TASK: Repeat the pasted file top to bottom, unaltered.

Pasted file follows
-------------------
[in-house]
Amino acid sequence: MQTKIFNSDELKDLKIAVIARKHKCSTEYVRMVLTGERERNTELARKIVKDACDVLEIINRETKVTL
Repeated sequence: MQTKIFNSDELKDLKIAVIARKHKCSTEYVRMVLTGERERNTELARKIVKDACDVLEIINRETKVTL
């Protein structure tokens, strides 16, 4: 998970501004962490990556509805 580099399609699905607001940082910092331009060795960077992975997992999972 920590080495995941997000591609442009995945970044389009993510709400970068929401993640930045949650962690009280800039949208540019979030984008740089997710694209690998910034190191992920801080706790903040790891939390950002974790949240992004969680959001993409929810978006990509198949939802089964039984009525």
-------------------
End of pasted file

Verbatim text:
[in-house]
Amino acid sequence: MQTKIFNSDELKDLKIAVIARKHKCSTEYVRMVLTGERERNTELARKIVKDACDVLEIINRETKVTL
Repeated sequence: MQTKIFNSDELKDLKIAVIARKHKCSTEYVRMVLTGERERNTELARKIVKDACDVLEIINRETKVTL
């Protein structure tokens, strides 16, 4: 998970501004962490990556509805 580099399609699905607001940082910092331009060795960077992975997992999972 920590080495995941997000591609442009995945970044389009993510709400970068929401993640930045949650962690009280800039949208540019979030984008740089997710694209690998910034190191992920801080706790903040790891939390950002974790949240992004969680959001993409929810978006990509198949939802089964039984009525």